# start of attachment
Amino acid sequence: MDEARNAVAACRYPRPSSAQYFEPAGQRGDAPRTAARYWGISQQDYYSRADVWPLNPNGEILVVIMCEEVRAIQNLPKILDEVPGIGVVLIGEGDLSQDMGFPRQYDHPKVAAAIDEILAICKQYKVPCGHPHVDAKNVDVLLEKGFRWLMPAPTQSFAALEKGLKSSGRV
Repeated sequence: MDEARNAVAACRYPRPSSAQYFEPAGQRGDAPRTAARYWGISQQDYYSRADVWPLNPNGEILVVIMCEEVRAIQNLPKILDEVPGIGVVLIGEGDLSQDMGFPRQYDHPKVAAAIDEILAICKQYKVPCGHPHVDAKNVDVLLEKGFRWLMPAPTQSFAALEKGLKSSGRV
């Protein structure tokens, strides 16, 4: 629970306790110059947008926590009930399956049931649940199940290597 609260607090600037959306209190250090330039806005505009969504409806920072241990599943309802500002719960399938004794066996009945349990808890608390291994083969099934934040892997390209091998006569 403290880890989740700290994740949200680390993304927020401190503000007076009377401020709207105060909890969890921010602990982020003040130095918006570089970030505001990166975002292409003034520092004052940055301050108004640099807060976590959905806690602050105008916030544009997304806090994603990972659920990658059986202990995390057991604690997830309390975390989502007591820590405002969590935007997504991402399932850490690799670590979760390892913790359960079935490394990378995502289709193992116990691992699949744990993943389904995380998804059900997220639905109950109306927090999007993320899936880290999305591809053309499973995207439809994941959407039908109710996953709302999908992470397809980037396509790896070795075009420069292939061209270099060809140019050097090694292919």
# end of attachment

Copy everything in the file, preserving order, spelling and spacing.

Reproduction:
Amino acid sequence: MDEARNAVAACRYPRPSSAQYFEPAGQRGDAPRTAARYWGISQQDYYSRADVWPLNPNGEILVVIMCEEVRAIQNLPKILDEVPGIGVVLIGEGDLSQDMGFPRQYDHPKVAAAIDEILAICKQYKVPCGHPHVDAKNVDVLLEKGFRWLMPAPTQSFAALEKGLKSSGRV
Repeated sequence: MDEARNAVAACRYPRPSSAQYFEPAGQRGDAPRTAARYWGISQQDYYSRADVWPLNPNGEILVVIMCEEVRAIQNLPKILDEVPGIGVVLIGEGDLSQDMGFPRQYDHPKVAAAIDEILAICKQYKVPCGHPHVDAKNVDVLLEKGFRWLMPAPTQSFAALEKGLKSSGRV
């Protein structure tokens, strides 16, 4: 629970306790110059947008926590009930399956049931649940199940290597 609260607090600037959306209190250090330039806005505009969504409806920072241990599943309802500002719960399938004794066996009945349990808890608390291994083969099934934040892997390209091998006569 403290880890989740700290994740949200680390993304927020401190503000007076009377401020709207105060909890969890921010602990982020003040130095918006570089970030505001990166975002292409003034520092004052940055301050108004640099807060976590959905806690602050105008916030544009997304806090994603990972659920990658059986202990995390057991604690997830309390975390989502007591820590405002969590935007997504991402399932850490690799670590979760390892913790359960079935490394990378995502289709193992116990691992699949744990993943389904995380998804059900997220639905109950109306927090999007993320899936880290999305591809053309499973995207439809994941959407039908109710996953709302999908992470397809980037396509790896070795075009420069292939061209270099060809140019050097090694292919």